In TV Newsland, the words “Vaccine Warning” are ordinarily followed by images of disabled children, grieving parents, and “alternative” health providers spouting junk science. But WTMJ, Milwaukee’s NBC affiliate, went against stereotype last night with a report that unvaccinated kids are at risk for preventable diseases.
Not exactly dog-bites-man news, but by TV Newsland standards, an epiphany. There was no doubt that WTMJ is pro-public health when reporter Shelley Walcott interviewed a smug Christian Scientist father who defended not vaccinating his two daughters:
“And when we had kids I decided, what is the most effective, direct way I can provide health care for them. And that was relying on Christian Science.”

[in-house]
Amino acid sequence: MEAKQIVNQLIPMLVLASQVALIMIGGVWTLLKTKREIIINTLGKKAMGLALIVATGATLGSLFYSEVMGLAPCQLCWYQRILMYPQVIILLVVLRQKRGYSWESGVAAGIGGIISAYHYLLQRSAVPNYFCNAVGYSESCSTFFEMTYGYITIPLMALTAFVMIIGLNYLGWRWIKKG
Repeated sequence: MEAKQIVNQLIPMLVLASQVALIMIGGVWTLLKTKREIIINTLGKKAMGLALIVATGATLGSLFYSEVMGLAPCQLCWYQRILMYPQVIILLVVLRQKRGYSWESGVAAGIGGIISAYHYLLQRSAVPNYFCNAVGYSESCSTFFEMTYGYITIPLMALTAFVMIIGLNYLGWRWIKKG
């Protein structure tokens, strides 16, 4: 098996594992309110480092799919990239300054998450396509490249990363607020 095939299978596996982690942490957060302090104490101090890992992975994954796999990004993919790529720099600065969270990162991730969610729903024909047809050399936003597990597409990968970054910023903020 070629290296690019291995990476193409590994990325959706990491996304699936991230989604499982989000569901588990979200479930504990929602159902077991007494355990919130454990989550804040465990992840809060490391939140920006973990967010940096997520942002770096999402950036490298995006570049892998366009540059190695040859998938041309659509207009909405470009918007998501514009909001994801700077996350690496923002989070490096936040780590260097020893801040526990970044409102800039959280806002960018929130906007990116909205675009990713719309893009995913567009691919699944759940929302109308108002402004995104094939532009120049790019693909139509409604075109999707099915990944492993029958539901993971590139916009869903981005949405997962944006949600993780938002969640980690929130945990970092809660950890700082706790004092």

“There will be a number of people watching this at home who will say you are being unfair to your kids. How do you respond to that?”
“By demonstration. I have two healthy kids who have never taken shots.”
The report briefly sputtered when it cited “intense debate” about vaccines’ role in autism, and there was the obligatory Jenny McCarthy reference. Fortunately, Dr. Richard Olds, Chief of Medicine for the Medical College of Wisconsin, steered the story back on track by reminding us that evidence still counts for something, even in TV Newsland.
“You have to ask yourself if there is scientific evidence that suggests there is a valid reason not to receive a vaccination.” About a recent outbreak of whooping cough he said “It’s because too many people have chosen for whatever reason not to get the vaccine. And now that’s becoming a public health problem.”
Walcott’s report left some important questions unanswered: What is the news media’s role in spreading misinformation and fear about vaccines? If Jenny McCarthy can convince some parents that vaccines damaged her kid, can Shelly Walcott convince others that scientific evidence still means something?